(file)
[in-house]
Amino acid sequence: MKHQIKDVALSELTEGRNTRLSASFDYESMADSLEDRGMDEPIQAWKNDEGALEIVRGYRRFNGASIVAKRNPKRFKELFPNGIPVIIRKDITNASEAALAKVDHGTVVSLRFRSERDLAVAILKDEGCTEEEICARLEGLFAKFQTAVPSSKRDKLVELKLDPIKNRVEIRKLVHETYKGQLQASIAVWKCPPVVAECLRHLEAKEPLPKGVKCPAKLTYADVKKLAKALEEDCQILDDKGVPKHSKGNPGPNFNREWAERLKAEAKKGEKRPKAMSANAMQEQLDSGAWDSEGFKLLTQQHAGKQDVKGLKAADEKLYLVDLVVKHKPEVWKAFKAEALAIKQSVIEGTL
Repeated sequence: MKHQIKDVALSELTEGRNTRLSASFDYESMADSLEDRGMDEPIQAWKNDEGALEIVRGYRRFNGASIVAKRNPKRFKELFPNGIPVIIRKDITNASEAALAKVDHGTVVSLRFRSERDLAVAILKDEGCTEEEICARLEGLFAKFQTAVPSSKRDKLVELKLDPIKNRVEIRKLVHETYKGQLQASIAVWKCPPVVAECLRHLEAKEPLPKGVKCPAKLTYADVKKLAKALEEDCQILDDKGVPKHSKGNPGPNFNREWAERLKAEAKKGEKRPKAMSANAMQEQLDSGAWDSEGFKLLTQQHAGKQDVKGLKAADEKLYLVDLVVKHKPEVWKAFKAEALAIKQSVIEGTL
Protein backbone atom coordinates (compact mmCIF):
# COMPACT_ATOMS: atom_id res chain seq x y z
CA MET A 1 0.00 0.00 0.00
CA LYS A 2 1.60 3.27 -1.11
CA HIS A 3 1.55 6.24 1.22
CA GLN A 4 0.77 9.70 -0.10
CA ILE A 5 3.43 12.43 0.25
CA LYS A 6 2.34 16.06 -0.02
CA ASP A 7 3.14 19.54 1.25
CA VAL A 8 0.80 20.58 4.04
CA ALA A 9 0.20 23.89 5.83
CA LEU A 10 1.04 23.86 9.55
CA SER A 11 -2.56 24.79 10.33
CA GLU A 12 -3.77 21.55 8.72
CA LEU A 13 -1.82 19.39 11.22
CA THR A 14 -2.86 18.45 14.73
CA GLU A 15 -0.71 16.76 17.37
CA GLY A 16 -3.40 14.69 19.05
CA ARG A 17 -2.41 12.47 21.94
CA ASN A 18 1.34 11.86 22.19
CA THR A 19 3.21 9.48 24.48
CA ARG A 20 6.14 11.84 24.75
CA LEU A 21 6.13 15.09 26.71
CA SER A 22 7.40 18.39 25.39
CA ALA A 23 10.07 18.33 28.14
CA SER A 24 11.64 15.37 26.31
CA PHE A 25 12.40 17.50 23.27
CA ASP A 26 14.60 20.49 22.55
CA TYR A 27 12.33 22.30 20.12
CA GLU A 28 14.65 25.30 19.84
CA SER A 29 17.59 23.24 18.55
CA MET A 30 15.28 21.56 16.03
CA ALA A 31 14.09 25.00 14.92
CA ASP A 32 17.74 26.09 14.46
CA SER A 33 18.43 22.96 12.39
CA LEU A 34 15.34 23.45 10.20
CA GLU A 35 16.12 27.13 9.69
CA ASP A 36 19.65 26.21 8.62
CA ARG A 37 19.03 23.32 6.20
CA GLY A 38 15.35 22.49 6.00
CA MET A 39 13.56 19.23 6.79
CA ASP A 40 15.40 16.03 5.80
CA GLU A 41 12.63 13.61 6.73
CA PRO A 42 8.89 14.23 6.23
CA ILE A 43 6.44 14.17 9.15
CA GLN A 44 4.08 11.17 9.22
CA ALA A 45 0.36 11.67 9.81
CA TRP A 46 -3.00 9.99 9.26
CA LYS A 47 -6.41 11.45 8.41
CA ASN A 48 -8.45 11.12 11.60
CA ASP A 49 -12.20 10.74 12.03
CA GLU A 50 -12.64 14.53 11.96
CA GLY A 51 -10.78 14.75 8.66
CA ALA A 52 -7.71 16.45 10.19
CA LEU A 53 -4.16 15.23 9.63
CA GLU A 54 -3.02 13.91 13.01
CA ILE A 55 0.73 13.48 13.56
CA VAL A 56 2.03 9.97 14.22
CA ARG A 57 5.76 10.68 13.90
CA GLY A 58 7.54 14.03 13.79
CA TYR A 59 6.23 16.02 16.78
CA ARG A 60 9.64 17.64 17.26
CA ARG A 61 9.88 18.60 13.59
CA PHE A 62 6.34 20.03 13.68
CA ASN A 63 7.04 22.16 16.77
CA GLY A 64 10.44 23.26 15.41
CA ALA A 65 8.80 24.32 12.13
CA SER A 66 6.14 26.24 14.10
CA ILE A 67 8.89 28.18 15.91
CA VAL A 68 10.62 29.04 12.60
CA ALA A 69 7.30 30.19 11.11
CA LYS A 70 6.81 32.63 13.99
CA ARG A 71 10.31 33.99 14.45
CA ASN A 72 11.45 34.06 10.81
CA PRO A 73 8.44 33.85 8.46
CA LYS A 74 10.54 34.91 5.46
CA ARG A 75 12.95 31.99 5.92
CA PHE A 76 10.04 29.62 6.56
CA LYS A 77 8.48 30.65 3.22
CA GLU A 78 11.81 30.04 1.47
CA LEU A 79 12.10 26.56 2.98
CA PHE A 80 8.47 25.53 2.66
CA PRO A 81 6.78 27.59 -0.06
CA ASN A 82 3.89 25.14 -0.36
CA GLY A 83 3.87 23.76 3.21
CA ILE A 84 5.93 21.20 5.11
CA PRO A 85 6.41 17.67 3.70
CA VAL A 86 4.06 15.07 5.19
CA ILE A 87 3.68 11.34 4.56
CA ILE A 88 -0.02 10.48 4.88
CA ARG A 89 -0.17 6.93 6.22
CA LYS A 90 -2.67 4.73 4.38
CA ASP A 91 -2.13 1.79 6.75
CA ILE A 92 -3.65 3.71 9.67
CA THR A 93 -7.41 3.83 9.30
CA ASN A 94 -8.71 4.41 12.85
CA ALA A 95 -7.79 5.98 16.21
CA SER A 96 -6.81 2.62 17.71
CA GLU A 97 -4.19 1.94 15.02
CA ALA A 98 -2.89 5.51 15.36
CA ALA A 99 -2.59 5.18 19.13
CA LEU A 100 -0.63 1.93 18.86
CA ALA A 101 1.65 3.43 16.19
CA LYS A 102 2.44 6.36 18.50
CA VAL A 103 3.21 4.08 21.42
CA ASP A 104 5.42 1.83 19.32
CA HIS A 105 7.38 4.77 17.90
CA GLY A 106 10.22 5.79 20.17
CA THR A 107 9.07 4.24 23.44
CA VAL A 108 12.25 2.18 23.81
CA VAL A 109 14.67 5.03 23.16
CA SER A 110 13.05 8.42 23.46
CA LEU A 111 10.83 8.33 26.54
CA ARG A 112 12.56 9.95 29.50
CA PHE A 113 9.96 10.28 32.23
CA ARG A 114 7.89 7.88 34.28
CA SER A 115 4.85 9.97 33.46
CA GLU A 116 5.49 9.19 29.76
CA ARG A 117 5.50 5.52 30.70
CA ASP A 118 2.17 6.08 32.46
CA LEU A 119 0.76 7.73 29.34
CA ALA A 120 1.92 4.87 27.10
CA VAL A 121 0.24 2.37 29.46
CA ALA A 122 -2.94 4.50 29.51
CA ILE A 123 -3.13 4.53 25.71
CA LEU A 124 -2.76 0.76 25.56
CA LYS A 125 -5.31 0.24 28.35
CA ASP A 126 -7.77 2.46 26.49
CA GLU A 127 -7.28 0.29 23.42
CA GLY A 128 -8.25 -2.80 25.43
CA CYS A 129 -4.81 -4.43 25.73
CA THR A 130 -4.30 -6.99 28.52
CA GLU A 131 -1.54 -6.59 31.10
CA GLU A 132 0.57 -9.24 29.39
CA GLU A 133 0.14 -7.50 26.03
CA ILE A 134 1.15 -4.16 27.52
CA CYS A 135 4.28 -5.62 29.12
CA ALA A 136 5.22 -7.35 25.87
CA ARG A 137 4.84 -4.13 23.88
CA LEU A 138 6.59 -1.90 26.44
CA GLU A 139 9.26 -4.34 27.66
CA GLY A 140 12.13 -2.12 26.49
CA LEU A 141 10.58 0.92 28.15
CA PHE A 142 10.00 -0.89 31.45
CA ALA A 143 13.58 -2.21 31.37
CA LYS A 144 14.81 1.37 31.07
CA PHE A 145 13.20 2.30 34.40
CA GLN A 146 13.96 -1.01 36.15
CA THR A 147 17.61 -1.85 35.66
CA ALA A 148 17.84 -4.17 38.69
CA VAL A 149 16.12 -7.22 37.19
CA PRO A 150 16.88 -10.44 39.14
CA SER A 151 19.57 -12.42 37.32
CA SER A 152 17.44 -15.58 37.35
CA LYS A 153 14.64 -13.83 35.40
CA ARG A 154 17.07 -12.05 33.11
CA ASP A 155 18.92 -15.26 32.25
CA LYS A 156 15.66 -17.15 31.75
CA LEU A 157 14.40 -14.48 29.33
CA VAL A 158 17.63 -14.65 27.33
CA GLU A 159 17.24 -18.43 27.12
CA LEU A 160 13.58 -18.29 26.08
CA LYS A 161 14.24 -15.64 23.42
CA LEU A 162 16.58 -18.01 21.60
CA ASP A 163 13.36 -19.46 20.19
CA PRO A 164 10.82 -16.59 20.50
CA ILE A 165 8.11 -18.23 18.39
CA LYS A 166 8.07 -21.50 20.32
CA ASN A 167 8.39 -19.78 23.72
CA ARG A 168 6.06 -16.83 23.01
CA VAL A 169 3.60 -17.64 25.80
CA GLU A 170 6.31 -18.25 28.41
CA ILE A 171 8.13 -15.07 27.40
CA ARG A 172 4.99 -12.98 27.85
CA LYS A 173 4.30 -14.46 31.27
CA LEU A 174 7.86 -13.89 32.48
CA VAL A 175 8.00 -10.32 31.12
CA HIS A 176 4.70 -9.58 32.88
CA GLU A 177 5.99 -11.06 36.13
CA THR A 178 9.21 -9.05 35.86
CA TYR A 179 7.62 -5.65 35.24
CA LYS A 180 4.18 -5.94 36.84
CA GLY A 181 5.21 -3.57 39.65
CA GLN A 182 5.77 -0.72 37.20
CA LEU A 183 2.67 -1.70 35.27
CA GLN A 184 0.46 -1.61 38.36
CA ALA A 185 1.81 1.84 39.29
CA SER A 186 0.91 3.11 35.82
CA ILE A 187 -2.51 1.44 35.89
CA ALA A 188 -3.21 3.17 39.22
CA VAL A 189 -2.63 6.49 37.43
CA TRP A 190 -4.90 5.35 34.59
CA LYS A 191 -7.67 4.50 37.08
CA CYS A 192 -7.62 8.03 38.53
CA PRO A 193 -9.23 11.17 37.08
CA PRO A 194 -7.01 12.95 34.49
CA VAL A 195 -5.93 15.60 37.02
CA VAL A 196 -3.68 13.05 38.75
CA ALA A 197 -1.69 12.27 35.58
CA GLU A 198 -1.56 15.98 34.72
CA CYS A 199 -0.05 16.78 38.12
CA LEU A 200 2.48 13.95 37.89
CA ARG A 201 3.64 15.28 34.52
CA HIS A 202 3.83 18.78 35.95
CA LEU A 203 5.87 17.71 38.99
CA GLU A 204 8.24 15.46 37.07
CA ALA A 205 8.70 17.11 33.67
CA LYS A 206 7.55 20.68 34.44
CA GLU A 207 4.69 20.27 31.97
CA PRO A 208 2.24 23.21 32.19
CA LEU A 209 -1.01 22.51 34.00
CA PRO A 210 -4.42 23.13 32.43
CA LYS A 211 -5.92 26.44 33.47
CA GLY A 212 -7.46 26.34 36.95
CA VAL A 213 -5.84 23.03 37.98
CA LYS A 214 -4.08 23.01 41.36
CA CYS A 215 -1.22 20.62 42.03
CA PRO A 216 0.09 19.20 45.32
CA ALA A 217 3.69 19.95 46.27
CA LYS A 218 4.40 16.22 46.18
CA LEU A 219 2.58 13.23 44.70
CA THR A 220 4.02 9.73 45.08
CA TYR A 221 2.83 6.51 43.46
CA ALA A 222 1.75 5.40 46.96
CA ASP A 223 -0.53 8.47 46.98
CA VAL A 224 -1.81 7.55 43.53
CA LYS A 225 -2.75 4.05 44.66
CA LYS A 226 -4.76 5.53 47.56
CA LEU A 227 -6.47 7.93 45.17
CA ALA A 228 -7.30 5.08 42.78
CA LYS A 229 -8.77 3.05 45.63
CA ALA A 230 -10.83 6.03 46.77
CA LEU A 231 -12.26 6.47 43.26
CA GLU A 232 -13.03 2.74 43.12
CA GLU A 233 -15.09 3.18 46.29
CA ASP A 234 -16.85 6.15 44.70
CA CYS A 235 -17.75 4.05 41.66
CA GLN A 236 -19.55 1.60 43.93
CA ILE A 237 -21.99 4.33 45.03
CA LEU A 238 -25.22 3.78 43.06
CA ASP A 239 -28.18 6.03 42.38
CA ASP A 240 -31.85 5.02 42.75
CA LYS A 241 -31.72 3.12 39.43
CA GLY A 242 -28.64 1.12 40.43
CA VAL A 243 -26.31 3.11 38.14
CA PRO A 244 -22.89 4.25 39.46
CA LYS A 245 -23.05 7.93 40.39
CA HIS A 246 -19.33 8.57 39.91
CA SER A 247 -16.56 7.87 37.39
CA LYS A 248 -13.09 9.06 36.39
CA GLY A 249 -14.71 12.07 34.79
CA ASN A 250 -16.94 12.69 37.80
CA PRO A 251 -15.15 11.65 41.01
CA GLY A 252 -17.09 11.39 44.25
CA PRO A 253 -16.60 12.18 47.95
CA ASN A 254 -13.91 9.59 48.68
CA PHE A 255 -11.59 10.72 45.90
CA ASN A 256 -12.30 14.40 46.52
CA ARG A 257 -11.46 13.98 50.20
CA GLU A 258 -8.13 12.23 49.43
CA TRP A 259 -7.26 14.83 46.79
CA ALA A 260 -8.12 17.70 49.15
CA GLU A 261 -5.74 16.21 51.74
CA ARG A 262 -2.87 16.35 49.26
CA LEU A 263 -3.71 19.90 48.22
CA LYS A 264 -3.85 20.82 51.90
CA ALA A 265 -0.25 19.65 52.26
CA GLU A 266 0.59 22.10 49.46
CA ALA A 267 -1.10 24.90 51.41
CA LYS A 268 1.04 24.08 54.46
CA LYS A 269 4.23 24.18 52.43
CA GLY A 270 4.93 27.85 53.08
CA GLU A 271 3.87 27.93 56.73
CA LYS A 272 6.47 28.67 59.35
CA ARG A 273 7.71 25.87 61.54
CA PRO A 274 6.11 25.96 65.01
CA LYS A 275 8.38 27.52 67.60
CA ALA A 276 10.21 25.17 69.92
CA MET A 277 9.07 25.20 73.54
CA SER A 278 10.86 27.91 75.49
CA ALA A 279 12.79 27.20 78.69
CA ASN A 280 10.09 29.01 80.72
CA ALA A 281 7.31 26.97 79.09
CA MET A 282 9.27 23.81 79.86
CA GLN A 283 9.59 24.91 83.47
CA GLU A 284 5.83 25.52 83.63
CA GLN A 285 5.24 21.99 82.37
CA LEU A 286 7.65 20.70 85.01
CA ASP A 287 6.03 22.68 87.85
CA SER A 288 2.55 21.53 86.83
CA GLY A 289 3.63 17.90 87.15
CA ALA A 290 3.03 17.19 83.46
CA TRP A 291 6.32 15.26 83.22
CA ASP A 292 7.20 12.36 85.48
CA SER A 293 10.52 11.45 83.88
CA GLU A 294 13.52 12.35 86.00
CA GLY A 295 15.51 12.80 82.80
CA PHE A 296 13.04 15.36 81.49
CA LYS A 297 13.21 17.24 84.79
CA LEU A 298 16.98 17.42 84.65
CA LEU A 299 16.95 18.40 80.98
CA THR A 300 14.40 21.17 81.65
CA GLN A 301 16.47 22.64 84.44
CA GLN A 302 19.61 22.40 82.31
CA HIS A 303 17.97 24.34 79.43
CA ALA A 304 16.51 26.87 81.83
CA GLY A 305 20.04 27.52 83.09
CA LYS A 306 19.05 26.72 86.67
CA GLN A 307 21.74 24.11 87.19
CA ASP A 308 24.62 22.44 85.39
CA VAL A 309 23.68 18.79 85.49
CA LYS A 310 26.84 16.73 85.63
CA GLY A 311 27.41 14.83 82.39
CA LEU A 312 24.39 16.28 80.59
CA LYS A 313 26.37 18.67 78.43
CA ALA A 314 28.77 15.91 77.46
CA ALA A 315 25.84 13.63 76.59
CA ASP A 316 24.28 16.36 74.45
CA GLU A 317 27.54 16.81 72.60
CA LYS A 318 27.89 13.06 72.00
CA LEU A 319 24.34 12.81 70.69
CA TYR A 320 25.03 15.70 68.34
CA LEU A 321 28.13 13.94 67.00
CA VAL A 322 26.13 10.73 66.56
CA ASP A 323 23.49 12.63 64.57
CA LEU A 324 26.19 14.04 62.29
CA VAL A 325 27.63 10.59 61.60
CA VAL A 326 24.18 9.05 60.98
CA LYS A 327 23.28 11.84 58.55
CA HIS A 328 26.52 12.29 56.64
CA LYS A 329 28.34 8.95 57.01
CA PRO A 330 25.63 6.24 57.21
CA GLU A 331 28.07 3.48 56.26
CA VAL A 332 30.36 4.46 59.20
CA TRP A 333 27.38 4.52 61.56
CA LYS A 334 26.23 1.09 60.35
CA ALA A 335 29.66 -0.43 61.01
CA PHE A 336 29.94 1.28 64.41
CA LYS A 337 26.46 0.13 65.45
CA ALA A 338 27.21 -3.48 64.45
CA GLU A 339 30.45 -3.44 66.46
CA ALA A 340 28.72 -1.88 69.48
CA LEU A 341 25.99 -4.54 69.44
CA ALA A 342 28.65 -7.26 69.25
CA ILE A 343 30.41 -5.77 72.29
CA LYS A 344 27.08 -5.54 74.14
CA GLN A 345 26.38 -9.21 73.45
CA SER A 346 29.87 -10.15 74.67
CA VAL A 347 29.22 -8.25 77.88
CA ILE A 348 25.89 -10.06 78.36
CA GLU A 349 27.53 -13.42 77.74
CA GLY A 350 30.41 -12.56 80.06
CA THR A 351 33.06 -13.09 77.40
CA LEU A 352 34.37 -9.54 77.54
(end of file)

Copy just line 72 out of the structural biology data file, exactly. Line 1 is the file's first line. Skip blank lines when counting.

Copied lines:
CA ILE A 67 8.89 28.18 15.91